"Russia's civil liberties rating declined… due to expanded media controls, a dramatically increased level of propaganda on state-controlled television, and new restrictions on the ability of some citizens to travel abroad," the report states.
Against the backdrop of a "disturbing" near-decade decline in freedom across the globe, the number of countries categorized as "not free" has nearly doubled since 2005, with 51 countries receiving this classification in 2014, with African nations featuring most prominently.
"More aggressive tactics by authoritarian regimes and an upsurge in terrorist attacks contributed to a disturbing decline in global freedom in 2014," the overview to the Freedom in the World 2015 report said.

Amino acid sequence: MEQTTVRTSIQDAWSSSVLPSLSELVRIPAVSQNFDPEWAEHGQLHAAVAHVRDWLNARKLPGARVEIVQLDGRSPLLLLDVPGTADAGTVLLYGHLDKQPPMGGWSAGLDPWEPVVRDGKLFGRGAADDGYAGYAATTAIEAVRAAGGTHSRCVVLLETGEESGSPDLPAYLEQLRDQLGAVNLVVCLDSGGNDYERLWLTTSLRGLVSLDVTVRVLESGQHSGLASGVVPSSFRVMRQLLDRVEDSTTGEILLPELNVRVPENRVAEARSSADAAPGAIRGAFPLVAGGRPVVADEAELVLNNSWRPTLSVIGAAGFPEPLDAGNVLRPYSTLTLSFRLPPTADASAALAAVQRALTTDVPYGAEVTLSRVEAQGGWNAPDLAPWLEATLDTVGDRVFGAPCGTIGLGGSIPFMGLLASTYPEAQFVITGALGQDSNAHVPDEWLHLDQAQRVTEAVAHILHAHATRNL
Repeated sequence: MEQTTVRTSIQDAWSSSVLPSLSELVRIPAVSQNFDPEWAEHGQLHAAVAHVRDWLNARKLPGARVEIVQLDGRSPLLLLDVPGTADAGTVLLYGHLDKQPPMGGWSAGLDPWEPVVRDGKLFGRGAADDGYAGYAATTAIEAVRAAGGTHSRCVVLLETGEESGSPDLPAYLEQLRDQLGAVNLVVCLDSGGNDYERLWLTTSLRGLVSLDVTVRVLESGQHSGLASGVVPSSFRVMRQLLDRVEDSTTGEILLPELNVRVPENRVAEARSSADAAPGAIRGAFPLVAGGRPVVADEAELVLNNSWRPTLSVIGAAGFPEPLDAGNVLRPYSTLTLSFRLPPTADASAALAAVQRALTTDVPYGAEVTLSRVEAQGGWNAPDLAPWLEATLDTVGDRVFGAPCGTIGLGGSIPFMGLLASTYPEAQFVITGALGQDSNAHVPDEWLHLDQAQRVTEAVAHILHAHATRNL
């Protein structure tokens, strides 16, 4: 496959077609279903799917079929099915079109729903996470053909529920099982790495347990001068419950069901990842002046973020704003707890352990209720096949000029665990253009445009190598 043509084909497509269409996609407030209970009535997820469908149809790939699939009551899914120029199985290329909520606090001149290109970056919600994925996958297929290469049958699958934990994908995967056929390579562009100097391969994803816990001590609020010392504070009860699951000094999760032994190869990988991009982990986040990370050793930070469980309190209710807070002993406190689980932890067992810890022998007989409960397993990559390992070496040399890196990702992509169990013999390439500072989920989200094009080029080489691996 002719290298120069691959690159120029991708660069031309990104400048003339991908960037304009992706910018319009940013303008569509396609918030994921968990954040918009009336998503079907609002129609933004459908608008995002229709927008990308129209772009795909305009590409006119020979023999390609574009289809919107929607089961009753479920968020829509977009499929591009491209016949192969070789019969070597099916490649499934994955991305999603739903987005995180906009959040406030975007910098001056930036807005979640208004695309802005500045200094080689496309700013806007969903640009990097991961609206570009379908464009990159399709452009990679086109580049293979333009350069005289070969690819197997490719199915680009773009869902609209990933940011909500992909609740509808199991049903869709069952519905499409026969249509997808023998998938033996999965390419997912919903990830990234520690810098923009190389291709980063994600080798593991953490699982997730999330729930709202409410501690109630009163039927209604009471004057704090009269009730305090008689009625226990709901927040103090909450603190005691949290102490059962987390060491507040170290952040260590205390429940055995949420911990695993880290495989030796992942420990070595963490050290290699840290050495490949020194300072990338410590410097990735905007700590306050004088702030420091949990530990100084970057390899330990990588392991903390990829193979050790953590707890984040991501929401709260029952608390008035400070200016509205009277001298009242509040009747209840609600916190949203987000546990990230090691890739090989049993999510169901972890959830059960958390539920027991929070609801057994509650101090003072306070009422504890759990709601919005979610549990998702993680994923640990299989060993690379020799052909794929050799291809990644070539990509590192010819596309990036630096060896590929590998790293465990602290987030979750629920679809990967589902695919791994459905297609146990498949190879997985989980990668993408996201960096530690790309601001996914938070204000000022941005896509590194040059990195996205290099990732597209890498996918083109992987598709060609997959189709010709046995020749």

The report categorized political freedom and civil liberties in Ukraine as "partly free" with a score of 3 on a 7-point scale, with 1 being the worst possible status of freedom.
The Ukrainian crisis has become a sticking point in Western countries' relations with Russia over the past year. The United States, European Union and a number of other countries did not recognize the results of Crimea's referendum on its reunification with Russia, accused Moscow of interfering in Ukraine's internal affairs and imposed a series of sanctions against Russia.
Russia has repeatedly denied its involvement in the Ukrainian conflict, stressing that sanctions are counterproductive and hurt not only the target country, but also countries that impose them.